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How to Detect and Prevent Roller Bearing Failure

It’s just as crucial for roller bearings to stay lubricated as it is for people to stay hydrated. Letting lubrication-related tasks slide can lead to catastrophic roller bearing failure. Furthermore, once the roller bearing is damaged, the condition is likely irreversible. No amount of maintenance, except replacement, can fix the roller bearing.

Roller bearings need lubrication to reduce the metal-to-metal friction between the rolling and sliding contact areas. Wear particles from rolling-contact fatigue (RCF) are often caused by dynamic load on a roller bearing or the pitch line of gears. Lubricating helps remove these particles and contaminants from the rolling contact areas, protect against corrosion, disperse heat from the roller bearing, and increase bearing seal bonds.

Fluke 3563 vibration sensor with 3503 gateway mounted to motor to detect failure
Fluke 3563 Analysis Vibration Sensor systems, with Fluke 3503 Gateway for data transmission

Lubricant particle contamination is one of the main reasons for roller bearing failure. And while a lubricant sample can look clean, it might contain thousands of tiny wear-causing impurities, like metal shards, dirt, dust, sand, and other assorted elements.

Vibration Monitoring for Roller Bearing Failure

Usually, problems appear in the form of vibrations before roller bearing failure occurs. For instance, when a roller bearing race becomes pitted, the bearing rollers will produce a vibration every time they run over the affected area. Vibration sensors can detect that change.

Typically, the recommended action includes using vibration monitoring to detect possible imbalance, misalignment, or another intermittent vibration-related variance. Without being invasive, vibration analysis provides details about what’s going on inside machinery by detecting bearing wear, installation error, and other mechanical problems.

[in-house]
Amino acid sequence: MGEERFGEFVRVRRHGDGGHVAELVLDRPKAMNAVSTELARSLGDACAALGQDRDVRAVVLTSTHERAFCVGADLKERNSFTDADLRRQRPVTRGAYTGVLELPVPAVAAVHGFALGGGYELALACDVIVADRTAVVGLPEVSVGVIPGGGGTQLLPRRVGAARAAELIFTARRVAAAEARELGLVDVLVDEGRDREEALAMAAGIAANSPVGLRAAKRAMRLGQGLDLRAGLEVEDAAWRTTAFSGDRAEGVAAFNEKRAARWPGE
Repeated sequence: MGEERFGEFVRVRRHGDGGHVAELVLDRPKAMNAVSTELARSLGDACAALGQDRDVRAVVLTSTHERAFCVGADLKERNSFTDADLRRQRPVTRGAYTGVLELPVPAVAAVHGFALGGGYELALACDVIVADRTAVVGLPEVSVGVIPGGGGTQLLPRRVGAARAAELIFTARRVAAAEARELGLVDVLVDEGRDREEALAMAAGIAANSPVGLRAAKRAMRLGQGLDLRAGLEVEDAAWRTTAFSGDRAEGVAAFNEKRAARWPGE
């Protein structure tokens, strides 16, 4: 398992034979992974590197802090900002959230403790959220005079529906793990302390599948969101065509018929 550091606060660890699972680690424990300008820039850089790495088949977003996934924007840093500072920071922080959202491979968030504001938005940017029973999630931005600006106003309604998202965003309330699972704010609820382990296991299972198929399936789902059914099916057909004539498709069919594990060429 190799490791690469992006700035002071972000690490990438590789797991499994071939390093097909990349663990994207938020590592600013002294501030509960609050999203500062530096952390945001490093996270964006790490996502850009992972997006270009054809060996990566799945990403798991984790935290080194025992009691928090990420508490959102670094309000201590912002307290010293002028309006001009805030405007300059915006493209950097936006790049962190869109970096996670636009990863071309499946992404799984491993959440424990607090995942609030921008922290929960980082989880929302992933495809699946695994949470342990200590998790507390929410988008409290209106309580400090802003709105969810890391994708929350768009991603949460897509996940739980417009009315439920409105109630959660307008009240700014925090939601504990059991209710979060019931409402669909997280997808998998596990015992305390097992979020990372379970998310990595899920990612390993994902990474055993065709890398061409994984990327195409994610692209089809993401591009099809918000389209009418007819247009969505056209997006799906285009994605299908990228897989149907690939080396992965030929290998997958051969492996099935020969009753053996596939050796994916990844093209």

Keeping Particles out of Bearings

infographic of the top reasons roller bearings fail.

Particles can find their way into lubricants in numerous ways including during lubricant production. The amount of contamination in newly produced oil or grease can vary by as much as a factor of 1,000. Large quantities can contain even higher amounts. Additionally, particles can also be introduced because of: Wear, fatigue, and aging; Imbalance caused by leaks, worn seals, and other breaches; During maintenance or replacement.

Tips to Avoid Particle Oil Contamination:

1. Purchase lubricants from a trusted company; product specifications should be easy to find and clearly stated; standards, such as IEC, ASTM, ISO, or DIN, ought to be up-to-date and visible, depending on the application.

2. Keep lubricants away from heat and other possible sources of contamination, store lubricants indoors, lay drums horizontally, select lubricant usage based on the purchase date, i.e., oldest to newest.

3. Test equipment for imbalance, misalignment, and other conditions; use vibration analysis, thermography, and other proactive maintenance methods to prevent wear and particle debris.

A combination of Fluke Reliability vibration products is the best way to avoid faults. The Fluke 3562 Screening Vibration Sensor system provides accurate, always-on data flow. An all-new, batteryless sensor provides data to cloud-based software.

3562 screening vibration sensor system mounted to motor
Tools for Bearings: Fluke 3563 Analysis vibration sensor and Fluke 3503 Gateway for data transmission
Tools for Bearings: Fluke 3563 Analysis Vibration Sensor and Fluke 3503 Gateway for data transmission

For deeper readings from bearings, the Fluke 3563 Analysis Vibration Sensor system may be the wireless sensor/software package for you. With a more detailed data set being collected, it provides deeper insights using analysis functionality. High-frequency measurements and software analytics give maintenance teams actions to take.

4. Ensure the lubricant is clean. If replacing lubricant, make sure the equipment is also clean.

5. Use a lubricant particle counter for oil analysis. Pruftechnik’s oil particle counter tool, the Wearscanner, lets you catch early damage to gear teeth or roller bearings.

Lubrication – the first line of bearings defense

Roller bearing mechanisms exist in most rotating machinery, and thousands of applications including manufacturing, automotive, marine, and aerospace utilize them. Without lubrication, a roller bearing cannot do its job which is to reduce rotational friction to support radial and axial loads.

Keeping lubrication fluids clear of dirt and other minuscule particles is critical. Route-based maintenance and continuous condition monitoring via remote sensors can also help ward off failure by detecting early any changes in vibration or heat. Give roller bearings the attention they deserve and they’ll have a better chance of reaching life expectancy, saving you time and money.


To learn more about how Fluke wireless vibration sensors can help your organization keep track of roller bearing health, please speak with one of our specialists.

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